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Roça São João - A view from our expert author


João Carlos Silva has been a man on a mission: to transform the former slave trade hub of São Tomé into a hub for culture.

Overlooking the bay of Santa Cruz, this rural ecotourism plantation venture (tel: 226 1140, 222 5135 (office in the capital); www.rocasjoao.com) has a cosy inviting feel, with paintings and sculptures by local artists everywhere. For the past 20 years, João Carlos Silva has been a man on a mission: to transform the former slave trade hub of São Tomé into a hub for culture, especially for the countries sharing the Portuguese language. This is where the first Bienal was held in 1995, and artistic creation continues in the form of residences and other projects. A bit set back, past the calabash trees and passionfruit hedges, is the former hospital, which has spaces for art and music classes, and workshops where local girls produce woodwork as part of the Agarra a Vida and Roçamundo social projects. This pretty Hospital da Criação (creative hospital), also has two simply furnished rooms (one double and one single), used as overflow for tour leaders, for instance. Especially when you’re on your own, sensitive minds will feel the heavy history of a plantation hospital.

São Joao dos Angolares in São Tomé and Príncipe by Marco Muscarà, www.marcomuscara.comSão Joao dos Angolares; Roça São João is the main attraction of this fishing village and centre of the Angolares community in São Tomé and Príncipe © Marco Muscarà, www.marcomuscara.com

Cookery classes can be arranged here, and it’s educational and enormous fun to pull out manioc by the root, cut some okra shoots, piri-piri and Taiwanese lemons, and then to prepare a feijoada a modo da terra (meaty bean stew), salted mangoes, coconut slivers with cinnamon, pineapple rice and maybe a filled breadfruit. There are various guided nature trails on foot, by bike or canoe (reserve at least a day before as there are no bikes on site); picnics cost €8–10, a guide €45 per day. A bulaue band also can be organised (€60). Birdwatchers can track down the rare endemic dwarf olive ibis with friendly guide Zeca (though he told me when I visited in 2013 that its habitat has now shifted due to the encroachment of oil palm plantations).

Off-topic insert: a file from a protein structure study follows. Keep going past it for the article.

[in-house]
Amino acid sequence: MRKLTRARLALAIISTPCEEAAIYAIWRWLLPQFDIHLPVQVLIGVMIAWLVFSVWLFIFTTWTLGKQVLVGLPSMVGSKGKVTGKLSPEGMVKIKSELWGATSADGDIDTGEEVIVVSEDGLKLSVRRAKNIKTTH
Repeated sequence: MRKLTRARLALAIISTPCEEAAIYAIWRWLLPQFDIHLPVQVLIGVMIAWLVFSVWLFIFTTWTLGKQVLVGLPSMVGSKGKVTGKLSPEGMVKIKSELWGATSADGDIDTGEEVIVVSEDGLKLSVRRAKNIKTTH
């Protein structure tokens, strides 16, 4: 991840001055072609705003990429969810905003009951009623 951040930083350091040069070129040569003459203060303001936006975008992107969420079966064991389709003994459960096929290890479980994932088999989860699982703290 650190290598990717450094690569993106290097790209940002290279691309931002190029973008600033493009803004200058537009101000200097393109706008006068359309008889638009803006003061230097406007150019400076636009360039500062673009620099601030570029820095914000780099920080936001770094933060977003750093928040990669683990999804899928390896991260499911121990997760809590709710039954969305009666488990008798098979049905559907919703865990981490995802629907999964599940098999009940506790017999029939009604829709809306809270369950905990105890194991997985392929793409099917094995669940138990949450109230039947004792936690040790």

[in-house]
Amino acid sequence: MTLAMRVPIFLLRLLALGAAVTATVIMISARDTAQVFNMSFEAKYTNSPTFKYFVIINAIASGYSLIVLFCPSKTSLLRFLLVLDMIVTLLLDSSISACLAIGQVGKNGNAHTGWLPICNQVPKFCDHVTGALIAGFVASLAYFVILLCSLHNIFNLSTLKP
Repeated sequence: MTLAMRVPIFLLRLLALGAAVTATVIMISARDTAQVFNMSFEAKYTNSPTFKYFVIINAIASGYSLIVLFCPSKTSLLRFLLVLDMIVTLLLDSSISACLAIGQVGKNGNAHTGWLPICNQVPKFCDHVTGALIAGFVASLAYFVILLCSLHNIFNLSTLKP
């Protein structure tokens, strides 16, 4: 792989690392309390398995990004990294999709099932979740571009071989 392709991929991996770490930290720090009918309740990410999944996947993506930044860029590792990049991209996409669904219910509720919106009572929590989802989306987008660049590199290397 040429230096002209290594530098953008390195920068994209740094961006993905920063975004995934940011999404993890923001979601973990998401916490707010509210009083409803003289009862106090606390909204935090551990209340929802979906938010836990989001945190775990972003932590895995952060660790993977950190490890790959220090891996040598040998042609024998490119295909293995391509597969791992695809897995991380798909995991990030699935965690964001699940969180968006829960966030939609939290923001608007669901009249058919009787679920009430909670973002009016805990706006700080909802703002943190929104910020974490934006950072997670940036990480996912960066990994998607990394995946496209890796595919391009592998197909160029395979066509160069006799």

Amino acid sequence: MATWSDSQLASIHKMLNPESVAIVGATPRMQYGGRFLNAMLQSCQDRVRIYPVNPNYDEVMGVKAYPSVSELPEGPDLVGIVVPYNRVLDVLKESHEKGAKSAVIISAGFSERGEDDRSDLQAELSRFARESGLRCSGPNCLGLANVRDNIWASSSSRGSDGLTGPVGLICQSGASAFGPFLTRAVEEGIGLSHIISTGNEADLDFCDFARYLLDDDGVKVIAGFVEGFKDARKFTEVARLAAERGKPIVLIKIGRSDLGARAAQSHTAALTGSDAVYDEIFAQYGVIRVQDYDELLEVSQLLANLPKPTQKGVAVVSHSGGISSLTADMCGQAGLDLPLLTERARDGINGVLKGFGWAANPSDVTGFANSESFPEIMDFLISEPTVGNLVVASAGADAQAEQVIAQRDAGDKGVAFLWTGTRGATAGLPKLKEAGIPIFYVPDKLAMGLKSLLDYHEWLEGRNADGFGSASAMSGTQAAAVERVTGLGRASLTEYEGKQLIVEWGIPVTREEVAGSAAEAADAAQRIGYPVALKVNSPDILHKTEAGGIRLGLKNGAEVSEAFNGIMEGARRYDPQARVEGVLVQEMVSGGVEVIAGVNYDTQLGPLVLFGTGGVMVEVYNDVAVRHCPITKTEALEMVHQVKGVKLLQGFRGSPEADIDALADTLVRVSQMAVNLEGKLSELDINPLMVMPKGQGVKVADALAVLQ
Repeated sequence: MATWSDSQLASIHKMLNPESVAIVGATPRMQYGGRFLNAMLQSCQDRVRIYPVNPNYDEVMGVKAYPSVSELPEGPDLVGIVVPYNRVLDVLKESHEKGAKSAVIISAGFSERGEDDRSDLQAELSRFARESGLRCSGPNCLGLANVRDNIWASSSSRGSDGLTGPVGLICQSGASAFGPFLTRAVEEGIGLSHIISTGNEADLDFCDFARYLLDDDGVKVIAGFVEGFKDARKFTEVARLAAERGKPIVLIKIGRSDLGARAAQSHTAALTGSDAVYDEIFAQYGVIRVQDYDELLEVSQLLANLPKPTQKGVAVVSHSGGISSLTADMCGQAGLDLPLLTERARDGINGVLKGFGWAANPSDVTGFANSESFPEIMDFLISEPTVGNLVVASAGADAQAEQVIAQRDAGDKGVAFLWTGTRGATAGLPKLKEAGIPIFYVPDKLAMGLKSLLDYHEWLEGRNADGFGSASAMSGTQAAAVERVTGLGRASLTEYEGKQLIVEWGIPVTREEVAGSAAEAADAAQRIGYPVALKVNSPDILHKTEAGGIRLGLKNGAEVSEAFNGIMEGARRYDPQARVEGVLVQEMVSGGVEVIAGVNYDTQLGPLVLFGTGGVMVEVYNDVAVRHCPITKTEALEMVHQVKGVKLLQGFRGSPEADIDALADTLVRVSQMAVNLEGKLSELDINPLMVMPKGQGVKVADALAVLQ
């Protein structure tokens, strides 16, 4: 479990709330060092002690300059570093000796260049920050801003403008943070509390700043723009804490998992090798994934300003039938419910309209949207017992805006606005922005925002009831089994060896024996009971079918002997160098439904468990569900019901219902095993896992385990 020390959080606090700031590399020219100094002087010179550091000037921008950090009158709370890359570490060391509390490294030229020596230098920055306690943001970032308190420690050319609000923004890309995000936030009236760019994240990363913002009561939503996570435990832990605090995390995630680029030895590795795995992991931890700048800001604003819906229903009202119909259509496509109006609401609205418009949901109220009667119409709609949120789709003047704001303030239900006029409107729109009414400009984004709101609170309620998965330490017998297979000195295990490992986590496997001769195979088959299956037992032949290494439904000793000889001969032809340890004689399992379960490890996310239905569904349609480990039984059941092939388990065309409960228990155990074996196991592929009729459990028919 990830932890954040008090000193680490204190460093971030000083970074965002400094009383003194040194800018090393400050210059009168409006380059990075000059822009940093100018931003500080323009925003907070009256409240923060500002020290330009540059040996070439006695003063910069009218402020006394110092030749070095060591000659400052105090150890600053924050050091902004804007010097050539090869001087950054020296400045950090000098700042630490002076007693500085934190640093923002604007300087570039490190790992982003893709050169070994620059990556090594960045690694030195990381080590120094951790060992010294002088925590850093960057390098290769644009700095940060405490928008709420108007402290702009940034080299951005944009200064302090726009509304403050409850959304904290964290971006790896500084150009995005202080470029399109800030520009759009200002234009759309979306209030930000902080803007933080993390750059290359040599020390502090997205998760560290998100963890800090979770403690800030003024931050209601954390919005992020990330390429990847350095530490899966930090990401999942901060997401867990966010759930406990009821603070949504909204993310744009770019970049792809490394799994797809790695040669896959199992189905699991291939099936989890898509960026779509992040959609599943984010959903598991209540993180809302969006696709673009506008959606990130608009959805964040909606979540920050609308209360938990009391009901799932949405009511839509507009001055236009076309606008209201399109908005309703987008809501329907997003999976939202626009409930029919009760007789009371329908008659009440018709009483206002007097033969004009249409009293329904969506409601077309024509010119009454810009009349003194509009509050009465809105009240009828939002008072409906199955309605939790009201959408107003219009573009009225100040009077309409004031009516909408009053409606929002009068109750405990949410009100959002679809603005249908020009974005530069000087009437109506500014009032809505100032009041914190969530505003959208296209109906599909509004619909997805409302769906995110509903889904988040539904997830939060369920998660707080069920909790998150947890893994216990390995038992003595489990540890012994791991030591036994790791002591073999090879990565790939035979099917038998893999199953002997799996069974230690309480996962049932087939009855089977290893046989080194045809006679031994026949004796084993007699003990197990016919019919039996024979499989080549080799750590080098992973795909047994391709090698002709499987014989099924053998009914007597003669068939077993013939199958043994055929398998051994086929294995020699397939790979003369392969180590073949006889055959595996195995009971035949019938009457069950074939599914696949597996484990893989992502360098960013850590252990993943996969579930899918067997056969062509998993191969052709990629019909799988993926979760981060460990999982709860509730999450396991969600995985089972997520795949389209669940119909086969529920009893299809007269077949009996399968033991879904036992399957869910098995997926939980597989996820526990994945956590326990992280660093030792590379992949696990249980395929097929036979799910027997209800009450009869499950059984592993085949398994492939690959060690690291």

You can spot other fabulous endemic birds, including: the speirops, olho grosso; Newton’s yellow-breasted sunbird, tsélélé; the Gulf of Guinea thrush, toldo; and the oriole, papafigo. You may also get tantalisingly close to the elusive emerald cuckoo, ossobó. For most of the time, you are walking on the old Bombaim road (a 12-hour walk in total, requiring camping; if you fancy it, one of the guides could probably take you, with advance planning), passing the palm wine seller’s place, marked by cut-off plastic bottles upended on sticks, and the abandoned plantation of Vale do Carmo. Zeca can also take you on a giant sunbird mission to Dona Augusta and around the peaks of María Fernandes or Cão Grande. The services of the guides for this trip cost €20 for half-a-day, €40 for a whole day There is a waterfall 30 minutes’ walk away, but I’m told it’s only worth a visit in the rainy season.

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